Also, frozen falls and impressive ice features can add to the scenic reward at the end of your hike. These are things you just won’t find in the summertime.
How to get started
Ready to get started with winter hiking? First, it’s important to know what you’re getting into.
When hiking in the winter, you’ll face freezing temperatures, snow-covered trails, and shorter days. Winter activity brings risks related to hypothermia, frostbite, avalanche, and dehydration.
Know before you go and prepare for any situation (even if you think it’s unlikely). Some summer hiking know-how can help you better understand yourself and your outdoor abilities, too.
I’d suggest starting your winter hiking adventure with a familiar trail. Many trails turn into hiking and snowshoeing tracks when the snow comes.
Plan to hike during daylight hours and bring a headlamp just in case. If you’re nervous about staying warm, choose a trail that will warm you up quickly (like an uphill trek).
Winter hiking gear essentials
Bring the same hiking essentials you’d carry in the summer: water, food, navigation (map, compass, GPS), first aid kit, flashlight, knife, matches, shelter, and appropriate clothing.
In bear country, I always bring bear spray and often a wildlife deterrent horn (not bear bells).
When the weather’s warm, I usually hike with my 18-litre day pack. But when the snow comes, I switch to a 30-litre pack to have more room for extra gear.
In the wintertime, I add more essential gear to my pack to be prepared for different scenarios. For example, additional warm clothing is important in case of injury when waiting for a rescue.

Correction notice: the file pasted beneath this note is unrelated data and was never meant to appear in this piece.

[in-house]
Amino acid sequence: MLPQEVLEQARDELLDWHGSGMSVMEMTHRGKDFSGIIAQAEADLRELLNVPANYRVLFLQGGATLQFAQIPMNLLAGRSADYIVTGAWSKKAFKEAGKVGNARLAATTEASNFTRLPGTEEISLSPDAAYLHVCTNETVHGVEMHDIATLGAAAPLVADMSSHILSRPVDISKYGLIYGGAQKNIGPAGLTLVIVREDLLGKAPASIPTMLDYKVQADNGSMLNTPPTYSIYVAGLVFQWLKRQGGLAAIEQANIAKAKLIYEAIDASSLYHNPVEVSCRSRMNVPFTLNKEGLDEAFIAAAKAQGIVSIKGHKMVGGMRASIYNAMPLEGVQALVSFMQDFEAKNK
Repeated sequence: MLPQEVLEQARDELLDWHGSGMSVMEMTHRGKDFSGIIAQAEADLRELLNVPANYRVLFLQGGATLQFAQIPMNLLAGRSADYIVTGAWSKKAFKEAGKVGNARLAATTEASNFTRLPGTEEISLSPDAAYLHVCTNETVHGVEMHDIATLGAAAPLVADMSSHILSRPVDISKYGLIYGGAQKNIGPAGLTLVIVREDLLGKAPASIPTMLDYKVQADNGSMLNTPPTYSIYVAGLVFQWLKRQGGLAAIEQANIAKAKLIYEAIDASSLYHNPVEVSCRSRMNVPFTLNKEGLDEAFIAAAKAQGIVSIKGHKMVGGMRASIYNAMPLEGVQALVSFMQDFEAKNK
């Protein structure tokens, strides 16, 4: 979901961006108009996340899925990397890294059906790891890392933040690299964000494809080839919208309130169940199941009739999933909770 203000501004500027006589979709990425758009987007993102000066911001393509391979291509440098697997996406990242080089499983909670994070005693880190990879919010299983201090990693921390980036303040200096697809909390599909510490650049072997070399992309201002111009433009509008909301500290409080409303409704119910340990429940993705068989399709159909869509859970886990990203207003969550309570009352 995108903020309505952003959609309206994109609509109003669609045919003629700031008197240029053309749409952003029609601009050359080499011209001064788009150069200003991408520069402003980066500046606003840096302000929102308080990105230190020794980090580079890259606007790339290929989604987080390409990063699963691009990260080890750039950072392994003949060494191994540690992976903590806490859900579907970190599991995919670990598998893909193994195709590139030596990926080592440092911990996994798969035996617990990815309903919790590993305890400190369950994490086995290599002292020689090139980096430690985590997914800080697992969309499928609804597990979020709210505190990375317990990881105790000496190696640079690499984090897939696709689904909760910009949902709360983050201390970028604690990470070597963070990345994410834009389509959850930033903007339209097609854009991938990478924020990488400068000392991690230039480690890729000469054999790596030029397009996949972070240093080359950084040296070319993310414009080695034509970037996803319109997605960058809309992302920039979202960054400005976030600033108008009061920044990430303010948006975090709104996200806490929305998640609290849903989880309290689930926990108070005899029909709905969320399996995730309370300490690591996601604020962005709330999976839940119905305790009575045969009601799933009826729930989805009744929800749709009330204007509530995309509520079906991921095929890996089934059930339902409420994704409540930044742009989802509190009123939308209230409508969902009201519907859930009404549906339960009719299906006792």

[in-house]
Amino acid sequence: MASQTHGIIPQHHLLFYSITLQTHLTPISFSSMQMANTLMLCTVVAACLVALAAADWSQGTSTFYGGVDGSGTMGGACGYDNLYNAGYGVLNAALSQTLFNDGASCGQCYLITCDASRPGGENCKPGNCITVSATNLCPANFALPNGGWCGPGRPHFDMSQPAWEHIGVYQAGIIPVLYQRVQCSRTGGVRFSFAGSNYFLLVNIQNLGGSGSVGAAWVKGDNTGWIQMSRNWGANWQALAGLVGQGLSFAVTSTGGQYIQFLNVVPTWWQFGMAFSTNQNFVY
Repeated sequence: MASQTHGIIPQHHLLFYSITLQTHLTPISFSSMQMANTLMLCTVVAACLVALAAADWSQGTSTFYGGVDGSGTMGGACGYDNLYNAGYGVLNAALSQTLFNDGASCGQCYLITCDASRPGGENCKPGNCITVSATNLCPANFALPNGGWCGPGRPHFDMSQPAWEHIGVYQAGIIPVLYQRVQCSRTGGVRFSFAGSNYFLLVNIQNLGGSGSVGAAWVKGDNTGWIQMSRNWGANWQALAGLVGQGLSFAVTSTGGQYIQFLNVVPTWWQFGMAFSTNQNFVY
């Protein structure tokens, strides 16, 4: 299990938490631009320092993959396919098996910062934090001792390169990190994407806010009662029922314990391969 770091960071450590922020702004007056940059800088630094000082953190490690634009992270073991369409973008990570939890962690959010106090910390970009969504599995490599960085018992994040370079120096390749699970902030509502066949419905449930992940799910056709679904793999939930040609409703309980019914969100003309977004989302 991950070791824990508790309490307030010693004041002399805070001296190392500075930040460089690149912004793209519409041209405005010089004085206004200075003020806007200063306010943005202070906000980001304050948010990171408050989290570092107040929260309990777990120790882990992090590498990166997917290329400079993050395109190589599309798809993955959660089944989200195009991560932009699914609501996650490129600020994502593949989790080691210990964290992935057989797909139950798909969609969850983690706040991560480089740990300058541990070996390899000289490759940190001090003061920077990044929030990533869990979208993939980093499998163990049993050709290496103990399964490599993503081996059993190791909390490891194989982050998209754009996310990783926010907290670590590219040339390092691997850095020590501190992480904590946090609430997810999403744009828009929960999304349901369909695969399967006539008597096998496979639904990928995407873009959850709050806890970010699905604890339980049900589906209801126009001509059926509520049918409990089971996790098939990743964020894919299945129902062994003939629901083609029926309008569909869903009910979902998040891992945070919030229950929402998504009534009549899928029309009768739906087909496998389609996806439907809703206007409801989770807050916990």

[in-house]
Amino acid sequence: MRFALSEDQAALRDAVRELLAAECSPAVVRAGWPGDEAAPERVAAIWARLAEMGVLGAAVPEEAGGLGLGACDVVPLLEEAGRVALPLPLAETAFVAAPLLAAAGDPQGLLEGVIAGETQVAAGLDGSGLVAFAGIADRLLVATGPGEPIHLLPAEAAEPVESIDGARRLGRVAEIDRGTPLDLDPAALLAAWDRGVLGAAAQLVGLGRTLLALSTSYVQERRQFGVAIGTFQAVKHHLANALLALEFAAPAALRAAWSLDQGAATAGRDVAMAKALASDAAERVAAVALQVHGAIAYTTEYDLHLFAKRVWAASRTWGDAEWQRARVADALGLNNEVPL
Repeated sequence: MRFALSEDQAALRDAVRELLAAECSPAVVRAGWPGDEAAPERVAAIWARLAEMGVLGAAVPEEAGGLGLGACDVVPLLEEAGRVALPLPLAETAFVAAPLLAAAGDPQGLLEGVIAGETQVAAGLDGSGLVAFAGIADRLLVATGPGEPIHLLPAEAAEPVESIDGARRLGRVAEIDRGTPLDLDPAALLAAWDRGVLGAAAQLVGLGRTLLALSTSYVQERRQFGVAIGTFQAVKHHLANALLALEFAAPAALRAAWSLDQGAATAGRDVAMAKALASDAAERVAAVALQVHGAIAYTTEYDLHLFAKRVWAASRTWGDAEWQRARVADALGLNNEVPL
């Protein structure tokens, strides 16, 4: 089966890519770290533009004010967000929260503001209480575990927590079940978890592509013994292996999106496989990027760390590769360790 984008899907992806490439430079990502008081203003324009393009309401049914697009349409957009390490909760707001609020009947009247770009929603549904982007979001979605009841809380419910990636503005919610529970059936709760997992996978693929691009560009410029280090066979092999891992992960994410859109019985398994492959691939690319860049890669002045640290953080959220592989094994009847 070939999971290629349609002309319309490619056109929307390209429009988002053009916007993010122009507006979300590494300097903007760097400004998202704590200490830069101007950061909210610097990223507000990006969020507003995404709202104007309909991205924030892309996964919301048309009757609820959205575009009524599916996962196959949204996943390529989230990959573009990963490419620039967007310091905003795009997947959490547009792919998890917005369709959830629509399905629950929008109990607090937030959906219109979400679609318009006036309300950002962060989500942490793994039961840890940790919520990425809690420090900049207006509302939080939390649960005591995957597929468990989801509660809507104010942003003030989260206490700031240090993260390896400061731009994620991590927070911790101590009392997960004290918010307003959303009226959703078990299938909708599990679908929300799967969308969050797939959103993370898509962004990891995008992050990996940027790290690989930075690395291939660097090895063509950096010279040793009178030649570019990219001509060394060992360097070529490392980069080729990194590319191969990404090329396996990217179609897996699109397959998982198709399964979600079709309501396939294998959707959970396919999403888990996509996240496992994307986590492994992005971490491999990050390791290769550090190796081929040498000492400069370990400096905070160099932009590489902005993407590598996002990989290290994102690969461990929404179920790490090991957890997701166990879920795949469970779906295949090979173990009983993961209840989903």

I typically bring an extra down jacket, down mittens, extra base layers, gaiters (for deep snow), and my Jetboil camp stove to boil water or snow. I always bring a merino wool face mask and an extra hat.
Further, I never hike in the winter without bringing trail crampons (even if I don’t think I’ll need them). Trekking poles can also be extremely useful.
Carrying a larger pack also provides space to bring camera equipment and strap my snowshoes on the outside of the bag (depending on the amount of snow).
How to dress for winter hiking
Dress appropriately for current and possible weather conditions. In the winter, layers are our best friend.
Wear clothing that is going to keep you warm and dry. Be prepared for changing weather situations (check weather reports before heading out).